Lokoja — The flood has come and gone but sad tales are still with those who suffered the tide. Houses, farmlands and several other valuable property were submerged and washed away by the ferocious flood that affected nine local government areas in the Confluence State.
Okumi-Oworo community is one of the communities affected in this year's flood disaster in Kogi State. Though government said it helped those affected, this community said since the flood ravaged it, it received no help from the local government or the state government.
The displaced persons have therefore taken their destiny in their own hands. They returned home after over two months of staying away. Many of them claimed they could not go to camps opened by government in Lokoja due to the long distance and face poor treatment by state government officials.
Okuni Oworo community with a population of close to 2,000 is about six to seven kilometres away from Lokoja. The people are predominantly farmers. Their crops with their houses were washed away in the flood.
The people told our reporter that they had resigned their fate to God after their repeated appeals and calls on government for help were never answered.
The chairman, Okumi Oworo Community Development Association, Malam Umoru Haladu Doko, told our Sunday Trust that they had not felt the impact of government since the flood wreaked havoc on them.
In his words, "Life has not been the same to us since our houses and farmlands were destroyed by flood. The disaster has really set my people backward. All we laboured for have all gone.
"We have constructed makeshift tents to serve as houses in an open place because we could not abandon our village for the camp. The only help we received so far was two bags of rice seeds from ADP, which is not enough for the entire farmers in the community," he said.
Doko, a farmer, said farming and fishing are their major occupations, but the flood washed away all the crops and fishing implements leaving the community with nothing.
For Aisha Muhammed, the women leader in the community, they have been passing through difficulties due to the lack of shelter and food.
"After the flood, we were sleeping in the open with our children. Our husbands decided to build make shift tents so that we would have a place to lay our heads, hoping that government would come to our aid.
"Our source of drinking water has been polluted. The hand pump well constructed by Fadama [office] is no longer functioning. Our means of livelihood, which is farming has been destroyed too," she lamented.
According to her, they had been living in the community for decades, but never witnessed such disaster. She called on government to relocate them to a place where flood would not affect them in future.
Another resident, Musa Abdullah complianed that government had not provided any relief materials to the community, saying both the Lokoja local government council and state government had treated them as if they are foreigners.
He said since the community was affected by the flood, no government official came to commiserate with them.
According to him, they wrote several letters to the state and local governments but had not got anything yet.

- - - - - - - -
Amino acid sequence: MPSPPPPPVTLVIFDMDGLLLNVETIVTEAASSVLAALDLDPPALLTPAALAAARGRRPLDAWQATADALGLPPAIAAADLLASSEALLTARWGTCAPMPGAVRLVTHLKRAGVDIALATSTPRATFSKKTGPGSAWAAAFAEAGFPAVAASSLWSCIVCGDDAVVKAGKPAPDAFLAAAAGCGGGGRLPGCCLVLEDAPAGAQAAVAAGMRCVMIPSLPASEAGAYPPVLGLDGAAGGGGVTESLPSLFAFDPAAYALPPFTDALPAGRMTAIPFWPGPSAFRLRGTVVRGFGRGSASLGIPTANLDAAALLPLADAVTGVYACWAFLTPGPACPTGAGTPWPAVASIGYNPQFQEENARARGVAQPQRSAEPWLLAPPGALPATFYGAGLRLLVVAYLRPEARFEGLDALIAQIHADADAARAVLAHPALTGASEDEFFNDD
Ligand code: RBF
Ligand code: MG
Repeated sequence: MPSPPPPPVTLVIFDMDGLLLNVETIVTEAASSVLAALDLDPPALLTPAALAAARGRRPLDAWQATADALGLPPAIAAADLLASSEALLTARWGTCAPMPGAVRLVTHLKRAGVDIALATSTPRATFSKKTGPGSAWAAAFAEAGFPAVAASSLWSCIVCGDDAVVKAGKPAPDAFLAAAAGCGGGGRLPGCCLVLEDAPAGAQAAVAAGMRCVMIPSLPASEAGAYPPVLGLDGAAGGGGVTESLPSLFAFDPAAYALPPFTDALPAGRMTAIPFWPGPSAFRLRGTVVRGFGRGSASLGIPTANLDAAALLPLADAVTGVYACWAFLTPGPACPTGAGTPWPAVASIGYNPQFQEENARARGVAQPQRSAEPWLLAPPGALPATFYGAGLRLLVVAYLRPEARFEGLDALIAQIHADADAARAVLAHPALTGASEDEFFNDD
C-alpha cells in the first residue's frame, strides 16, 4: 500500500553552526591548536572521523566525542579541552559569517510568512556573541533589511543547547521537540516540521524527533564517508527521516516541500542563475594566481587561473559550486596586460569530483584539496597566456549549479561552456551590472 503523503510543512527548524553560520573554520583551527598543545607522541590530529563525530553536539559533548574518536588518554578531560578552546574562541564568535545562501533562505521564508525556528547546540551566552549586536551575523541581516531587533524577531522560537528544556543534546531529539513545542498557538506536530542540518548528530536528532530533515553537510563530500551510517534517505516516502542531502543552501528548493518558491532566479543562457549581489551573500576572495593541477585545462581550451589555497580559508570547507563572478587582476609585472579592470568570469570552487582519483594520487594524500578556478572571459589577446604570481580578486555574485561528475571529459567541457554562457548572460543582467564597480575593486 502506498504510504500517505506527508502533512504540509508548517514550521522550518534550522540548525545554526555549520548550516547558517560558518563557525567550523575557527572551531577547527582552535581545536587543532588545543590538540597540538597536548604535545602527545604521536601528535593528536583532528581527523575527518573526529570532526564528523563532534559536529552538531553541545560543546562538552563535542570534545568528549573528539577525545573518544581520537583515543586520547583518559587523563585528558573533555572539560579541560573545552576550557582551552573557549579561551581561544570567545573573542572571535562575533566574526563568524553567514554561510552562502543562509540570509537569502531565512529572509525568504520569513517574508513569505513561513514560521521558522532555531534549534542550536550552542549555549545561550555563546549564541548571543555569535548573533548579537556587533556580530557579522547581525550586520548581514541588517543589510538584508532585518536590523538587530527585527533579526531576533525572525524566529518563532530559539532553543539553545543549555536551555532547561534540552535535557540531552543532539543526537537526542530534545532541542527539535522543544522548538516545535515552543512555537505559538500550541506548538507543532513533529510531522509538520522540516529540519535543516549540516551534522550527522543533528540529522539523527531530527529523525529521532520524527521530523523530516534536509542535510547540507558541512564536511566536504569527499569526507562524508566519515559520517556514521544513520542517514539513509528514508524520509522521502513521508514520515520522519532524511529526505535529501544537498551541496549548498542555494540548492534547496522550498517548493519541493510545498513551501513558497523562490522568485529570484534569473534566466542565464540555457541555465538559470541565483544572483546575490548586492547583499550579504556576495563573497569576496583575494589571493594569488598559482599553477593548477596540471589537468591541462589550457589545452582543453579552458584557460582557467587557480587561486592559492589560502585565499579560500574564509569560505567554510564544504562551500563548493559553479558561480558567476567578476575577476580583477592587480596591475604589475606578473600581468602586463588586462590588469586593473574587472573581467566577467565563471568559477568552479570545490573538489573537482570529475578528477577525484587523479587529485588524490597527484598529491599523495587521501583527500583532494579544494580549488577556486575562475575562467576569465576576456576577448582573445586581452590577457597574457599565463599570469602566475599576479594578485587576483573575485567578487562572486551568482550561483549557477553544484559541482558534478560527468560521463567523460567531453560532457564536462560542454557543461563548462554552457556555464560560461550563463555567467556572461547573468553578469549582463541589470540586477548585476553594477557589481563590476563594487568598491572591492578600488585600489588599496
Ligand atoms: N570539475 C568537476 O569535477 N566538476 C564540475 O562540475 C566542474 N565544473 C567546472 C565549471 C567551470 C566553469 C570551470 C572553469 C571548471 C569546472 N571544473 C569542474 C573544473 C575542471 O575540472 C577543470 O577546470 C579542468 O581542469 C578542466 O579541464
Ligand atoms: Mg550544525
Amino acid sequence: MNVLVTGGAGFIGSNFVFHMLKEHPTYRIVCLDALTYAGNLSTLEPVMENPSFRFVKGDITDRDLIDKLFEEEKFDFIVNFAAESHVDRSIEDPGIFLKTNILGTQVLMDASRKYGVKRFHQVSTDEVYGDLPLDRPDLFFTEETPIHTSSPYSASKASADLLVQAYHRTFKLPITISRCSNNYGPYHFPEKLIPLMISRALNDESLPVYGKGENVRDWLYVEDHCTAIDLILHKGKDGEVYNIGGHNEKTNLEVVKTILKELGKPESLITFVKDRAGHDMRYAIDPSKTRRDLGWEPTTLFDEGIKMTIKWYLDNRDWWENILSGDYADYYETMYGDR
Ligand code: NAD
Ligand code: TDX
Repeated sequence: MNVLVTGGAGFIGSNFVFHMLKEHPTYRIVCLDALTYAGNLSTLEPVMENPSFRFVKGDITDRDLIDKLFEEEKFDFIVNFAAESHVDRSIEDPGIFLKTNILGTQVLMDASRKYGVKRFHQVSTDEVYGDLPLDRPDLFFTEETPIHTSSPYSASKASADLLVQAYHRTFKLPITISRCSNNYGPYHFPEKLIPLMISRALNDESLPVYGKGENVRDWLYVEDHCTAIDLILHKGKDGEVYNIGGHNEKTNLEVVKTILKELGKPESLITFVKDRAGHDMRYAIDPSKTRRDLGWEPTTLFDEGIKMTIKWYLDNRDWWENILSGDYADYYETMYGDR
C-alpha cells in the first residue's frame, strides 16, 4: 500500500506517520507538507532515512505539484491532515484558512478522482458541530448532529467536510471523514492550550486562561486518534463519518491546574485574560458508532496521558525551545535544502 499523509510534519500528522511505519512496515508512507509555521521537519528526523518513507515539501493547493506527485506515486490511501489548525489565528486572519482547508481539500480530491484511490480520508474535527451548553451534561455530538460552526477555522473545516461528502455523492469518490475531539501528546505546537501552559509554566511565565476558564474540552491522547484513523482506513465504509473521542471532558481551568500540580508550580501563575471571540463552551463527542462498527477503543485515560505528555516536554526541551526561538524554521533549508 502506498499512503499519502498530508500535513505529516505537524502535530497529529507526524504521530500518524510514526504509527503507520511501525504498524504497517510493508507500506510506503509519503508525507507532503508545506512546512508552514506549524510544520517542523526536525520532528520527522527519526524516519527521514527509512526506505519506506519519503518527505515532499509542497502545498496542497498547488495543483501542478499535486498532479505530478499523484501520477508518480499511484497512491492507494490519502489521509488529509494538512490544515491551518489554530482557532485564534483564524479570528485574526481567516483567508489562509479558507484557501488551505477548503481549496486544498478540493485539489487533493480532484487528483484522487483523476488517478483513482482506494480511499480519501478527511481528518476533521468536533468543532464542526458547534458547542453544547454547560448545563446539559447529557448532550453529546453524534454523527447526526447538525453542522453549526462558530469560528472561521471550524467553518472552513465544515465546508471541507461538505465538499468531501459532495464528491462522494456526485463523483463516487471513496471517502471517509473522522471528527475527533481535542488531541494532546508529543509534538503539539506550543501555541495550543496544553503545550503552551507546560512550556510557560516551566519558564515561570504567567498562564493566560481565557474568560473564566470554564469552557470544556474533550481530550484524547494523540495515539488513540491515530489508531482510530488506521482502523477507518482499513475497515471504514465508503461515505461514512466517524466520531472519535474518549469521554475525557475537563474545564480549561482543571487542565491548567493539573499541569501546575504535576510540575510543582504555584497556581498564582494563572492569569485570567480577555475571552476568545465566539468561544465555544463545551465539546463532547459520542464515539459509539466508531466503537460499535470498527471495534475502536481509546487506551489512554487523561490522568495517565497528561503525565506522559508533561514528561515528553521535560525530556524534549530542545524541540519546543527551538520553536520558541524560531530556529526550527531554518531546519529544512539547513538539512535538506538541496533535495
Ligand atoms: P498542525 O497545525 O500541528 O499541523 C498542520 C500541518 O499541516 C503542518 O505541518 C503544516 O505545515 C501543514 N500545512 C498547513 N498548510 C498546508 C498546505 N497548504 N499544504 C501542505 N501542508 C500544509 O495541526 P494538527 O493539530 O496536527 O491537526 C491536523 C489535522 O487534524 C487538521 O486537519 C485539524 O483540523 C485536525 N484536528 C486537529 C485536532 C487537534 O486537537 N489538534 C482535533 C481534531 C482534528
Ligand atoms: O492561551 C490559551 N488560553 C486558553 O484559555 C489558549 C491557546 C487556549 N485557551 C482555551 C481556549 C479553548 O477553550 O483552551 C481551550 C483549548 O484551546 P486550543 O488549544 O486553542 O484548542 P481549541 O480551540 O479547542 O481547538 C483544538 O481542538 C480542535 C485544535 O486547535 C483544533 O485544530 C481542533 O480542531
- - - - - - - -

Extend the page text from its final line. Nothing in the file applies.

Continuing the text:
"We heard on radio that people donated money and foodstuffs to flood victims," he expressed.
Our reporter who visited the village reported that mud houses were under construction, said marks of houses washed away by the flood were still visible.
About three weeks ago, people in camps at Lokoja protested what they called "ill-treatment," accusing camp management officials of diverting relief materials and money meant for them to the personal use.
Okumi community leader, Malam Haladu Umoru, told our correspondent that he tried all possible ways to get government's attention for his people but the government has all along been blind to their plight.
"We have complained to the Lokoja local government council, but nothing was done about it. We also complained to the state government and nothing was done.
"We have resigned our fate to God since government has decided to abandoned us. As you can see, we have started rebuilding our houses," he said.
He brought out a copy of the letter written to the state government on the problem.
The letter was acknowledged by the state ministry of environment.
The letter dated September 20, 2012 read in part, "On behalf of Okumi-Oworo, we members of the community development association register our concern over the flood that has rendered the community homeless.
"We want government to come to our aid so that we can start rebuilding our life. We are yet to benefit from the state government. We want the government to relocate us to a permanent place where we will not be affected by flood. We call on the government to come to our aid and provide alternative abode for us."
Responding to all this, the Kogi State deputy governor, Mr Yomi Awoniyi, who is also the chairman of the committee on flood disaster, said government had not abandoned those affected by the flood.
The deputy governor who spoke through his Chief Press Secretary, Abu Michael appealed to them to be patient, having submitted the necessary documents to the government and wait till the technical committee assessed their losses.
The deputy governor said all monies donated to the displaced persons are still intact and that they are working out modalities for their re-settlement, after the technical committee completes its job.